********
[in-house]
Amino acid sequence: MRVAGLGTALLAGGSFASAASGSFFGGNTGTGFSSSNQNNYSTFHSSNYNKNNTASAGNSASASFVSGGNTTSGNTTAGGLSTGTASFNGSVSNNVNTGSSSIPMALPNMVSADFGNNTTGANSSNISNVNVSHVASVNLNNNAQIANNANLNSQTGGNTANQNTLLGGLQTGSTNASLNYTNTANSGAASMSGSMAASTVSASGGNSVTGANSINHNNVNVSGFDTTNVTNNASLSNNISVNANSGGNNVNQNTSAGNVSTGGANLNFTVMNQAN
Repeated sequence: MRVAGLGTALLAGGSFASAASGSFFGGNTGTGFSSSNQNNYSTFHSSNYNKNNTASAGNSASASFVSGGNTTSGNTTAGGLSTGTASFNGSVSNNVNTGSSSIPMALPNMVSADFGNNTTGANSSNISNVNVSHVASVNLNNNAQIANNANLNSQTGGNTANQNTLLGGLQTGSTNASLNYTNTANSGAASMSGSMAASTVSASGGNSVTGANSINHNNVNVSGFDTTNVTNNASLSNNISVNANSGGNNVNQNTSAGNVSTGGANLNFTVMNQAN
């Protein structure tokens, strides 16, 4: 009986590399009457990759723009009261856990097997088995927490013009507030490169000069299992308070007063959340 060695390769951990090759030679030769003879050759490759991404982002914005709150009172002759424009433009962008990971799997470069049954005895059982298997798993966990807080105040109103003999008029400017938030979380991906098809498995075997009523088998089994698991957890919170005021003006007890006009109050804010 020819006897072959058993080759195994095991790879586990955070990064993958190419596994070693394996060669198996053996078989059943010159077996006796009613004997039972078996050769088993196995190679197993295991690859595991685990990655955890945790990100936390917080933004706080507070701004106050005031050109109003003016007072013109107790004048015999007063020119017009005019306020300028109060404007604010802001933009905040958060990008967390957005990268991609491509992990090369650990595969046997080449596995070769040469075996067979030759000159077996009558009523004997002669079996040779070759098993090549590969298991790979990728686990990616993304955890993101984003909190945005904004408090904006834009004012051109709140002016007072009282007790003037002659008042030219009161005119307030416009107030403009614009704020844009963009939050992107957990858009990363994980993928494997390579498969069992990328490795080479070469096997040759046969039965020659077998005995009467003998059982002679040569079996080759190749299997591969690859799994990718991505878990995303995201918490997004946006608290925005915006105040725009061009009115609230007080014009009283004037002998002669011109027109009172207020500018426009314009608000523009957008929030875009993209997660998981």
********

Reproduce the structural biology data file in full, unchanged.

[in-house]
Amino acid sequence: MRVAGLGTALLAGGSFASAASGSFFGGNTGTGFSSSNQNNYSTFHSSNYNKNNTASAGNSASASFVSGGNTTSGNTTAGGLSTGTASFNGSVSNNVNTGSSSIPMALPNMVSADFGNNTTGANSSNISNVNVSHVASVNLNNNAQIANNANLNSQTGGNTANQNTLLGGLQTGSTNASLNYTNTANSGAASMSGSMAASTVSASGGNSVTGANSINHNNVNVSGFDTTNVTNNASLSNNISVNANSGGNNVNQNTSAGNVSTGGANLNFTVMNQAN
Repeated sequence: MRVAGLGTALLAGGSFASAASGSFFGGNTGTGFSSSNQNNYSTFHSSNYNKNNTASAGNSASASFVSGGNTTSGNTTAGGLSTGTASFNGSVSNNVNTGSSSIPMALPNMVSADFGNNTTGANSSNISNVNVSHVASVNLNNNAQIANNANLNSQTGGNTANQNTLLGGLQTGSTNASLNYTNTANSGAASMSGSMAASTVSASGGNSVTGANSINHNNVNVSGFDTTNVTNNASLSNNISVNANSGGNNVNQNTSAGNVSTGGANLNFTVMNQAN
């Protein structure tokens, strides 16, 4: 009986590399009457990759723009009261856990097997088995927490013009507030490169000069299992308070007063959340 060695390769951990090759030679030769003879050759490759991404982002914005709150009172002759424009433009962008990971799997470069049954005895059982298997798993966990807080105040109103003999008029400017938030979380991906098809498995075997009523088998089994698991957890919170005021003006007890006009109050804010 020819006897072959058993080759195994095991790879586990955070990064993958190419596994070693394996060669198996053996078989059943010159077996006796009613004997039972078996050769088993196995190679197993295991690859595991685990990655955890945790990100936390917080933004706080507070701004106050005031050109109003003016007072013109107790004048015999007063020119017009005019306020300028109060404007604010802001933009905040958060990008967390957005990268991609491509992990090369650990595969046997080449596995070769040469075996067979030759000159077996009558009523004997002669079996040779070759098993090549590969298991790979990728686990990616993304955890993101984003909190945005904004408090904006834009004012051109709140002016007072009282007790003037002659008042030219009161005119307030416009107030403009614009704020844009963009939050992107957990858009990363994980993928494997390579498969069992990328490795080479070469096997040759046969039965020659077998005995009467003998059982002679040569079996080759190749299997591969690859799994990718991505878990995303995201918490997004946006608290925005915006105040725009061009009115609230007080014009009283004037002998002669011109027109009172207020500018426009314009608000523009957008929030875009993209997660998981």